Have you ever told your friends that their product quality could do with some improvement, or tried to correct them on their less-than-standard customer relations? How did they take it? Ahhh, did it go down well? Are you still friends with them? Did they cut you off because you bring “bad vibes”? If not, you’re lucky. For a lot of people, that is not the case.
‘Everybody’ wants to do business, but most people don’t want to shoulder the responsibilities that come with doing business – especially in terms of getting feedback and reviews and taking ownership of faults and flaws.
So many Nigerian business owners get offended and defensive when you tell them you don’t like the way they attended to you or that their product or service is terrible. They automatically interpret it as you hating on them or trying to bad-mouth their business. If you are a friend or family member to the vendor, then be ready to hear words like ‘jealous’ and ‘envious’ flung at you.
We’ll come back to business owners later.
There’s something about Nigerians and our unwillingness to give bad reviews or condemn certain things that are wrong when the wrongdoer is our family, friends or is related to us in any way. We also have the knack to manage things until it gets to a point where we cannot manage it anymore.
Nepotism and favoritism are so ingrained in our DNA that it reflects in even the slightest situation.
For instance, take a look at the political scene. Many people vote their candidate of choice, not really based on competence, but because the candidate is from their hometown or village, or is from the same tribe and speaks the same language.
An average Hijabi would patronize another Hijabi because ‘they are the same’. Many Christians will also patronize their ‘brother or sister in the Lord’. While there is nothing wrong with this, patronizing business owners or vendors based on sentiments or sabisabi makes it very difficult for you to call them out (or sue them) when they render terrible services.
Many Nigerians also want to be nice and play the devil’s advocate by giving businesses good reviews even when they know it is bad. “If I talk now, they will say I’m a bad person”, “won’t I be spoiling the person’s business if I speak up? Let me just pity him”.
Some employees will never report their colleague who is fond of harrassing other people at work because “he has 3 wives and 25 children at home, if I report him and they fire him, what will his wife and kids eat?”. There’s so much mediocrity in our labour force, especially in civil service, because no one is reporting anyone or giving bad reviews. That is why a civil servant who earns 150,000 monthly can have fleets of cars and mansions and nobody will question him/her. “Don’t ask me, it is God that did it”. Which God?
No one wants to be seen as the bad person. There’s also the belief that ‘no one knows tomorrow’, so if you give a bad review today and the person ‘blows’ tomorrow, you will not have the ‘mouth’ to approach the person. This does not have to be so. We cannot demand accountability and have a strong and standard labour force if everyone is being dishonest or scared to talk.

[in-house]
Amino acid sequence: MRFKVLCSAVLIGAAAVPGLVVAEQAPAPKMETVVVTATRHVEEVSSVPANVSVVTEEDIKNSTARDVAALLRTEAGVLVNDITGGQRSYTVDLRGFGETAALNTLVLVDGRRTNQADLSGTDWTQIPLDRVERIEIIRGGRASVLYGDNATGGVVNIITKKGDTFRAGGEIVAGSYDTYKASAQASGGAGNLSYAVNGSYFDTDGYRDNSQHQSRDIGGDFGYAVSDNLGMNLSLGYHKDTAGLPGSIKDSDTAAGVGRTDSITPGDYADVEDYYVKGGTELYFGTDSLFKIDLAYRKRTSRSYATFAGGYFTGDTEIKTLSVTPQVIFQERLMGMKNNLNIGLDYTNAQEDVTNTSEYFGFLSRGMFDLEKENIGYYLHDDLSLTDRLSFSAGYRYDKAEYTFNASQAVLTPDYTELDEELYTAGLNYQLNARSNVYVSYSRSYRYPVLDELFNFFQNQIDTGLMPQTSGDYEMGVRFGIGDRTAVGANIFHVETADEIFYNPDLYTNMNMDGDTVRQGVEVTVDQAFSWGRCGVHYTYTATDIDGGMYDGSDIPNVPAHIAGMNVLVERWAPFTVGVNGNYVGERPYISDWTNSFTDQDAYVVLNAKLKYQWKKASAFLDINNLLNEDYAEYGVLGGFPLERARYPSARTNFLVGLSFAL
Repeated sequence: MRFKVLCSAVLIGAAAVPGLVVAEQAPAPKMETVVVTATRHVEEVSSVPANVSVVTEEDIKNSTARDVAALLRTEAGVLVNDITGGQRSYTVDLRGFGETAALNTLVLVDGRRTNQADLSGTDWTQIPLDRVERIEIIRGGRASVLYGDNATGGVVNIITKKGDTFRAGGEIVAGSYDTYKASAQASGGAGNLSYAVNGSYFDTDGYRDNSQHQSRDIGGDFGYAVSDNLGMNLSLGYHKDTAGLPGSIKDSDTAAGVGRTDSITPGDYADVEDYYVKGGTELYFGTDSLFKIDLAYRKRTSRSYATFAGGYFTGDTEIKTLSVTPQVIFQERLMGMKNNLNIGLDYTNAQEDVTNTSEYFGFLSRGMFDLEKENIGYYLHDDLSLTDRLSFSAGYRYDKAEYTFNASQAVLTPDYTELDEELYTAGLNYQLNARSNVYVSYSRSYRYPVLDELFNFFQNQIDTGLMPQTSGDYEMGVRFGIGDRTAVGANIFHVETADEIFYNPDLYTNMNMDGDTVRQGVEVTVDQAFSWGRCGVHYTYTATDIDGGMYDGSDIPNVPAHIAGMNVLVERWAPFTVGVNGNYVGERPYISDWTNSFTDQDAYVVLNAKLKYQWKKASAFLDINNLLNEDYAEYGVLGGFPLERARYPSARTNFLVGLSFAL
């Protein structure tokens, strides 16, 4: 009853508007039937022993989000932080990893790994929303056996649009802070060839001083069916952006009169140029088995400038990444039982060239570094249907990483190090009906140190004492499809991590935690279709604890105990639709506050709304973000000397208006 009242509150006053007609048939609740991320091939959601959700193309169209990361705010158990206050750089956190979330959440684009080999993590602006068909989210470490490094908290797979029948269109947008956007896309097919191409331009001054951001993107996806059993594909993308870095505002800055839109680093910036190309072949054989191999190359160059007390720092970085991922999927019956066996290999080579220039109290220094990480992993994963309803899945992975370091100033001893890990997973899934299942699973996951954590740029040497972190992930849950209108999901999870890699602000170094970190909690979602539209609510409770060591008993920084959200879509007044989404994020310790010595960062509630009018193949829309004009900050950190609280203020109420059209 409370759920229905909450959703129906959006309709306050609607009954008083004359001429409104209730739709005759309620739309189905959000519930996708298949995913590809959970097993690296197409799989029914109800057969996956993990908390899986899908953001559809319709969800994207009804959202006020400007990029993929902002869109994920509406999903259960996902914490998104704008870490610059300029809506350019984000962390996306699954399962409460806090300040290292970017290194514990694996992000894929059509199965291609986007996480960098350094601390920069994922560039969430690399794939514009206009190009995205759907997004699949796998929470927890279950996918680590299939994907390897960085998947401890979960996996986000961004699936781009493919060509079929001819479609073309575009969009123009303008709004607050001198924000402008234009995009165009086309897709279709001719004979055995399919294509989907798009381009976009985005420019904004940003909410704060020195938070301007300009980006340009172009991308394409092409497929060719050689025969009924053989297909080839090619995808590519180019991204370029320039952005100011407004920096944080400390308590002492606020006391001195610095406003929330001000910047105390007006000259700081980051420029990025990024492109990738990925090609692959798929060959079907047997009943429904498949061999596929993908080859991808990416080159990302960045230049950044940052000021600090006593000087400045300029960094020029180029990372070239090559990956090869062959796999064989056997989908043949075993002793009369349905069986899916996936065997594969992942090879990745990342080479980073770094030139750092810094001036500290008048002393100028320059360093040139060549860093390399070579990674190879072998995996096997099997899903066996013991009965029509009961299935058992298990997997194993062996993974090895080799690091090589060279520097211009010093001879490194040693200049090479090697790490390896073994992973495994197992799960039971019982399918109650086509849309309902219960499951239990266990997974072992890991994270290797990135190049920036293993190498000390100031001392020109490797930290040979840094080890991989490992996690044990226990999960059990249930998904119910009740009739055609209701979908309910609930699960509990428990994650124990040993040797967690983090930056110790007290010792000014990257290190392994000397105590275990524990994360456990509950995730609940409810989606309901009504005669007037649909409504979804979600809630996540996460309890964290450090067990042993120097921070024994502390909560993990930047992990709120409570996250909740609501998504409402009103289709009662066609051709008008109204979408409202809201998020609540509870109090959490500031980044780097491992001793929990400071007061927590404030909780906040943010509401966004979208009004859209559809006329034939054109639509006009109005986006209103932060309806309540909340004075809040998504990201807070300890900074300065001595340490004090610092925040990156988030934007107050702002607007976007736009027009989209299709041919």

Of course, this does not erase the roles religion and ethnicity play. Infusing religious and tribal sentiments waters down the whole idea of quality services. Once you beg that meat seller to sell more meat to you because “we are both Muslims”, you have no moral justification to give him a bad review.
It is this same spirit, mindset, and attitude that makes us slot the names of our friends and family members into any job opening when we know that they are clearly incompetent. This same mindset will not let you condemn that minister who is chopping us dry because you are from the same state.
For how long are you going to condone mediocrity and substandardness because you don’t want to offend anybody or be in their black book?
Business owners, back to you.
Many business owners don’t want to accept the truth about their products and services. There’s a belief that those who criticize you are haters or those who complain about your business are doing so out of envy. It is not always the case. As a business owner, you should be able to recognize the difference between criticisms and condemnation. It is absolutely unnecessary – and childish – for someone to lay a complaint about your services and then you say “you think it is easy to run a business, go and start your own na“. Not everybody will be a business owner, but everyone can recognize when your services are awful. Accept it, apologize and move on!
It is the customer’s right to demand quality services as long as they pay for it. It is their right to give you bad reviews if your services are bad and it is their right to demand accountability. Don’t manipulate people into giving you reviews that you did not work for. It’s time to kill all these “you do this kain thing for me? And you are my padipadi” narratives. In the world we live in today, mediocrity cannot be excused, especially in the Labour force. We can’t even afford that in Nigeria – not when the whole world is leaving us behind. If you’re not ready to provide good services, then shift and give room for those who need to have their voices heard in the business sphere. Stop taking space.
A lot of Nigerians have a long way to go in changing their mindsets. Stop managing and start demanding for accountability. Demanding for your right does not make you a bad person! If there’s a business with awful services and customer care, boycott them – they will learn afterwards. Don’t manage. Don’t settle.
It is our manage manage that has brought this country to its knees. We have been managing our politicians for decades, see where it has landed us.
Shebi you’re paying for it? (if you are the type who demands awoof from friends and family, biko shift) then demand accountability!